After weeks of hard work, the response deadline is nearing and it will be time to submit the proposal you and your RFP team have been working on. You’ve included all the details, double-checked the numbers, and personalized your proposal. Before you submit your proposal, ask yourself: did I write a personalized proposal cover letter?
What Is a Proposal Cover Letter?
A proposal cover letter is a one-page letter that is addressed to your prospective bid requester. It contains high-level information about your proposal. Cover letters are sometimes called RFP response cover letters, RFP cover pages, or bid proposal cover letters. The cover letter is an important aspect of your RFP. Personalizing it gives you the chance to introduce your business, your solutions, and show in a glance how your business is best suited to the RFP you’re responding to.
To save time, it might be tempting to use a standardized or generic cover letter; however, by doing so, you are losing an opportunity to make your proposal stand out from the crowd. Think about it this way: if most proposals are submitted with a generic letter, your personalized proposal letter makes your proposal even more memorable. It shows that your team has gone the extra mile and is completely up for the task at hand.
What to Include in an RFP Cover Letter?
Since a cover letter is only one page long, it’s important to include key details that are impactful and memorable in a concise manner. Not sure where to start? Consider including these key components:
- Introduce your company to the decision-makers and anyone else who might review your RFP
- Provide a brief overview of the company’s needs
- Clearly state why your business is uniquely qualified to win the RFP opportunity
- Express your vision for the future partnership
- Briefly explain how you can help the business reach its goals
- Be conversational, genuine, and confident
Even though personalization is important and helps you stand out, there are key components you may want to standardize as part of an RFP cover letter template. Make sure not to leave out:
- Addressees (and make sure everything is spelled correctly!)
- Brief greeting and introduction to your company
- Summary of RFP needs
- Your company’s broad qualifications
- Thank you and closing
5 Tips for Personalizing an RFP Cover Letter
Address the Right People
When submitting an RFP letter, make sure it is addressed to the right people. Although it might seem obvious, note that several people might read it. Before you hit submit, do some online research (or go old school and pick up the phone) to find out who will be reviewing your RFP throughout the process. You might be surprised to learn that your RFP will be reviewed by more people than you expected.
To make each proposal stand out, submit a cover letter addressed to each individual participant. For example, if you are submitting to eight committee members, each member will receive a cover letter that addresses them by their name, rather than a generic ‘To whom it may concern’ or ‘Dear committee member’. The easiest way to do this is with variable data printing (VDP). VDP is printing that customizes each printed document by designating text and graphics that are specific to each recipient. Variable data printing allows you to personalize text fields and images without placing multiple orders just to get specialized versions of the same document.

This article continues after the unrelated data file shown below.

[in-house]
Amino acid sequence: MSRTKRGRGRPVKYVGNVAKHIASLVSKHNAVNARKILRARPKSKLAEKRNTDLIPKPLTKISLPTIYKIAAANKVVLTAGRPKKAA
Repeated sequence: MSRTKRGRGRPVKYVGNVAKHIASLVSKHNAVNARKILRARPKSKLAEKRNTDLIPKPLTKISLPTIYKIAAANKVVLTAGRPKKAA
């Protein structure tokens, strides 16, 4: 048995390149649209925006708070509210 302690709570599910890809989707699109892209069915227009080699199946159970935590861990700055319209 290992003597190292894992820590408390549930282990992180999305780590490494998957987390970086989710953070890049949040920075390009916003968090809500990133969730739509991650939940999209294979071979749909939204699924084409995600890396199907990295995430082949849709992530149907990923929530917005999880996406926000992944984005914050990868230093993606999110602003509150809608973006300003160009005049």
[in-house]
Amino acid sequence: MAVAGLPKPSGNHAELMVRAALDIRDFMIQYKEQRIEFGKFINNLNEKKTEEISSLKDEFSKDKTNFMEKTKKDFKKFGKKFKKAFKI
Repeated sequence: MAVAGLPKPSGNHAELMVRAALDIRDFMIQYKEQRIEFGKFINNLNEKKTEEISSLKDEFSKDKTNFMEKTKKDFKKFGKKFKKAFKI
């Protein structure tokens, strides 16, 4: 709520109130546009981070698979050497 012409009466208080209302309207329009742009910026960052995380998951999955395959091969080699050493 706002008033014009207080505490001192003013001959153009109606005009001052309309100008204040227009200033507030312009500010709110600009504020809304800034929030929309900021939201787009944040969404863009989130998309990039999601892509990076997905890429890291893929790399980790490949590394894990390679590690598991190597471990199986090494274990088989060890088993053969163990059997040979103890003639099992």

Introduction and Greeting
Consider avoiding standard introductions or greetings and instead use an introduction that is specific to the company and the people who will read your letter. This demonstrates that you have done your homework and that it isn’t just another generic RFP response. It might be a small gesture, but it will showcase that you’ve personalized your proposal to the client.
Catch Their Eye with Design
RFPs usually call for specific and strict specifications, and varying from them in your response can sometimes cost you your bid. But an RFP cover letter has less strict requirements and offers a space for using enticing, tasteful design to help make your proposal more noticeable. Consider adding your company’s logo or even including your selling committee members’ pictures on the letter. Small design nods can really make an impression and add that personalized touch.
Address the Client’s Situation and Challenges
You have the entire proposal to explain how your company and its products are best suited to meet the client’s needs. Yet providing a succinct and digestible version of how you understand their unique challenges showcases that you have a clear understanding of their needs, and are able to address and solve them.
Provide Your Solution
After you discuss their unique challenges, don’t forget to briefly explain how you are going to solve them. Even if your solution is complex or requires a deeper understanding of technology, providing a simplified version of how your solution addresses their needs shows that you truly understand their RFP and are ready to help.
Highlighting your solution in a variety of ways can ultimately help clients remember your proposal more clearly than the rest of the competition. In Mimeo’s Talk of the Trade podcast, Eve Upton, a psychology enthusiast and bid winning consultant at BidCraft, explained it this way: “If there are certain words and phrases you want that reader to remember and associate with your quality, whatever it is, then use them frequently, put them in bold, use alliteration, do whatever you can to make that stick in their head.” Beginning to tap that psychological tip in the RFP cover letter can ultimately strengthen how your proposal lands.
Adding that personalized touch to your cover letter is an easy and impactful way to make your proposal stand out. To learn more about RFP best practices or how to personalize your entire RFP, check out our blog about increasing your win rates with personalization.